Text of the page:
Frequently Asked Questions

Corporate taxation

The tax authorities in the United Kingdom have confirmed that the taxation base of a limited liability partnership will follow the procedure operated in the past for partnerships. The limited liability partnership itself will not be liable for taxation on profits or gains arising within the partnership, but the profits or gains will be assessed to tax separately on the individual partners.

The member’s exemption from UK tax is only applicable provided that no business or trade is carried out with or within the United Kingdom.

A limited company in the UK is subject to the corporate tax rate of 19%. The tax is imposed on the company’s total income, which is a combination of both domestic and foreign earned income.

A limited company in the UK distributes its income to shareholders in the form of dividends. The shareholders will be taxed on their received dividends at the current rates from 7% - 38.1%.

Business operation

Specific categories, which include banking, insurance, financial services, consumer credit related services and employment agencies would need to be licensed by relevant authorities. In addition, a LLP is not able to undertake non-profit making activities.

The United Kingdom is party to more DTTs than any other sovereign state. However, access to treaty benefits for UK LLPs is determined by the residence of members, consequently International UK LLPs cannot take advantage of UK treaty access.

Yes, limited companies can be eligible for the UK’s DTTs. The matter of residency will be taken into account to determine whether a limited company is qualified for these DTTs.

Company director/shareholder

Every limited liability partnership must at all times have at least two, formally appointed designated members. (Designated members are analogous to the executive directors and the company secretary of a company). Moreover, there can be an unlimited number of members. The designated members are responsible for:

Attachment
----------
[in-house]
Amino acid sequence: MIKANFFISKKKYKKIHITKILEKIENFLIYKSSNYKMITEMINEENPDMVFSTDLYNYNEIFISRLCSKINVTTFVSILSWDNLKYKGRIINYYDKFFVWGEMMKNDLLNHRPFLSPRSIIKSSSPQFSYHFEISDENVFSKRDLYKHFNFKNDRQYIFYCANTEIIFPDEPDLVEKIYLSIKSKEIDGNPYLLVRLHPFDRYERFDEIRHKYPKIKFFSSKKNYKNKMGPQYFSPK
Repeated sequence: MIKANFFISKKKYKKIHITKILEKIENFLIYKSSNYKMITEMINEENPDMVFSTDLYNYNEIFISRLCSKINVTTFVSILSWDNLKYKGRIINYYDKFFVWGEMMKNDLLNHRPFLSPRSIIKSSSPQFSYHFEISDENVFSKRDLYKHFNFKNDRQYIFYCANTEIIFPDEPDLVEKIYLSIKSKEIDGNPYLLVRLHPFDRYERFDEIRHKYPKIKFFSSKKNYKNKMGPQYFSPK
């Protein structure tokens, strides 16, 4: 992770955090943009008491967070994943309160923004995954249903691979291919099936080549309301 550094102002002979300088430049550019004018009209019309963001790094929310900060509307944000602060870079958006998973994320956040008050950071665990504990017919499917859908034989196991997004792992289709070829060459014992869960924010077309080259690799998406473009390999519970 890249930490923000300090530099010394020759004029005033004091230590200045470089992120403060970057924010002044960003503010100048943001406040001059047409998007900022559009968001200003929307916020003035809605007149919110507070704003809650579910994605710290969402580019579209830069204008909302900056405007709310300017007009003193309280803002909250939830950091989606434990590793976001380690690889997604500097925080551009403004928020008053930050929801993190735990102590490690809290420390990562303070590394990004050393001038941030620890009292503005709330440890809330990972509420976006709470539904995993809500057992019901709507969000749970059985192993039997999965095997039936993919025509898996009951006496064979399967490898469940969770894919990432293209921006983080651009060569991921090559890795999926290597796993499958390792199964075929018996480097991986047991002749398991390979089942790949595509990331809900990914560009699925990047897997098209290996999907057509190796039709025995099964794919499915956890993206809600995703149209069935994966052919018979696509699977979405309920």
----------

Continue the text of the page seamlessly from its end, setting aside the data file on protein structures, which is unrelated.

• Appointing an auditor (if one is needed)
  • Signing the accounts on behalf of the members
  • Delivering the accounts to the Registrar
  • Notifying the Registrar of any membership changes or changes to the registered office address or name of the limited liability partnership
  • Preparing, signing and delivering to the Registrar an Annual Return (Form LLP363); and
  • Acting on behalf of the Limited Liability Partnership if it is wound up or dissolved

Designated members are liable in law for failing to carry out these legal responsibilities. If there are fewer than two designated members then every member is deemed to be a designated member. (The limited liability partnership may have decided that all members will be designated members or that only some members will be designated).

With the agreement of the other members, a member may become a designated member at any time. Designated members enjoy the same rights and owe the same duties towards the limited liability partnership as any other member. These mutual rights and duties are governed by the limited liability partnership agreement and the general law. However, the law also places additional responsibilities on designated members.

A limited company in the UK must include at least 1 shareholder and 1 director. The shareholder(s) has only limited liability. They will not hold any personal liability that goes beyond the capital contributions.

The director(s) will be responsible for the company’s daily operation, accounts, records and compliance requirements. They can hire other professionals, a secretary for example, to assist them.

The information of company members is available to public inspection.

Share capital

There is no minimum registered capital required and share capital can be in any currency.

Partnership agreements, which need not be registered can determine different classes of member interests, thus provide flexibility in partnership structuring.

Annual maintenance

  • Maintain partnership structured of at least 2 designated members;
  • A local registered office address in the UK;
  • Filing annual return and tax return with audited financial statements. Audit exemption is also available if a LLP meets following conditions:
    • Annual revenue of less than £10.2 million, asset value of no more than £5.1 million; and
    • Employ less than 50 people.

A LLP is not required to hold its annual general meetings.

Generally, a limited company in the UK needs to do the following to maintain in good standing:

  • Pay corporate tax
  • Maintain a local address and minimum members
  • File annual accounts with the Companies House
  • File a tax return with the HM Revenue and Customs
  • File a confirmation statement (annual return) with the Companies House
  • Keep records of the company’s registers, financial and accounting documents.

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